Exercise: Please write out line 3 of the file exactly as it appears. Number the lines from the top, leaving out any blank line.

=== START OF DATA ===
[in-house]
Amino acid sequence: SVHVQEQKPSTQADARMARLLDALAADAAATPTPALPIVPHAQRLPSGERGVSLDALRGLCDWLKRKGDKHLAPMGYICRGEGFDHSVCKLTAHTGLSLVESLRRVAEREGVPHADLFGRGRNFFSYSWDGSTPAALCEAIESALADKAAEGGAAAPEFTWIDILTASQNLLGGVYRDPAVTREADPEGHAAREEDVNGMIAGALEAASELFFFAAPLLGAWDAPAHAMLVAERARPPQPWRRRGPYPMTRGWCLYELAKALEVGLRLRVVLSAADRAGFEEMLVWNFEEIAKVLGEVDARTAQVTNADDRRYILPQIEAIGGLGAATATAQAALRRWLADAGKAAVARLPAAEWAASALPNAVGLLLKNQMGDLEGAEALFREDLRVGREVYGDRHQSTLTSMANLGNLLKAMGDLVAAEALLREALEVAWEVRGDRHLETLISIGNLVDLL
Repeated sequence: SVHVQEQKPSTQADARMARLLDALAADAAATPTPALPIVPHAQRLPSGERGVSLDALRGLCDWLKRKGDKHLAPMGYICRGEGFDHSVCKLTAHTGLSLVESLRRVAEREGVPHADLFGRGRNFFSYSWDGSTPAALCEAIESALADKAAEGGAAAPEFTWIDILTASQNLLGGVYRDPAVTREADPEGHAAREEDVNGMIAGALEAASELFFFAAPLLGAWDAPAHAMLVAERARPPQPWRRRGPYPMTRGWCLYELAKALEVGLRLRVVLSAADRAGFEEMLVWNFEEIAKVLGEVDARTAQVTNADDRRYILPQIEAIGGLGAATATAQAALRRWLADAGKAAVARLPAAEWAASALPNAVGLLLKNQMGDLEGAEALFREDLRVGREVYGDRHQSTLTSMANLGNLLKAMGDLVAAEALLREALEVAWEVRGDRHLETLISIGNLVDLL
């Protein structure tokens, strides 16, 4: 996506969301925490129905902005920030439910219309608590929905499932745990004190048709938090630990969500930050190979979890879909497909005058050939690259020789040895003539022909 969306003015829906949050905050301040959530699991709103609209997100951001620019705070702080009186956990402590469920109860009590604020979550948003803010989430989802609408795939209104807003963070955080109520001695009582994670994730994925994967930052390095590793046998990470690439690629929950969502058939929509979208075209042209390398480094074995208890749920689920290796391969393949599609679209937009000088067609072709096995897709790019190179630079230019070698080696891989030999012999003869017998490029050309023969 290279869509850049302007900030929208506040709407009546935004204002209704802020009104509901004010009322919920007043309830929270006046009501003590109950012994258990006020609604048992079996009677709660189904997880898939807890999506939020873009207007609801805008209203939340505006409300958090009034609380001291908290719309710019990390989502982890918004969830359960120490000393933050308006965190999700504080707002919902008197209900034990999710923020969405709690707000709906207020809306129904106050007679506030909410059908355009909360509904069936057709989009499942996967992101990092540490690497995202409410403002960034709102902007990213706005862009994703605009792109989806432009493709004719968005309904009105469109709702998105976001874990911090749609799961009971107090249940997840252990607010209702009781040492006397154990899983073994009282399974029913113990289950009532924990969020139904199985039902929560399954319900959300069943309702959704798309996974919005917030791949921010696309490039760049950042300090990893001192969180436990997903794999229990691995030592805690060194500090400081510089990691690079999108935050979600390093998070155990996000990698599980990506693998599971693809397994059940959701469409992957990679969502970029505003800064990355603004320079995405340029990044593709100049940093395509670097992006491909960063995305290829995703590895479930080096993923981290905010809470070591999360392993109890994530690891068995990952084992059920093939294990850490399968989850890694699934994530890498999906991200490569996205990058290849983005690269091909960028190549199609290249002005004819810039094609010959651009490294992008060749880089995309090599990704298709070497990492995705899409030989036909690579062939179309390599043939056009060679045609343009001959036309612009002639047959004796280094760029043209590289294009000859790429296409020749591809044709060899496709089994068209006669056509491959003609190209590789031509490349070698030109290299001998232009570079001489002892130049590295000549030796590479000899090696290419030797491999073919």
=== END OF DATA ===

Repeated sequence: SVHVQEQKPSTQADARMARLLDALAADAAATPTPALPIVPHAQRLPSGERGVSLDALRGLCDWLKRKGDKHLAPMGYICRGEGFDHSVCKLTAHTGLSLVESLRRVAEREGVPHADLFGRGRNFFSYSWDGSTPAALCEAIESALADKAAEGGAAAPEFTWIDILTASQNLLGGVYRDPAVTREADPEGHAAREEDVNGMIAGALEAASELFFFAAPLLGAWDAPAHAMLVAERARPPQPWRRRGPYPMTRGWCLYELAKALEVGLRLRVVLSAADRAGFEEMLVWNFEEIAKVLGEVDARTAQVTNADDRRYILPQIEAIGGLGAATATAQAALRRWLADAGKAAVARLPAAEWAASALPNAVGLLLKNQMGDLEGAEALFREDLRVGREVYGDRHQSTLTSMANLGNLLKAMGDLVAAEALLREALEVAWEVRGDRHLETLISIGNLVDLL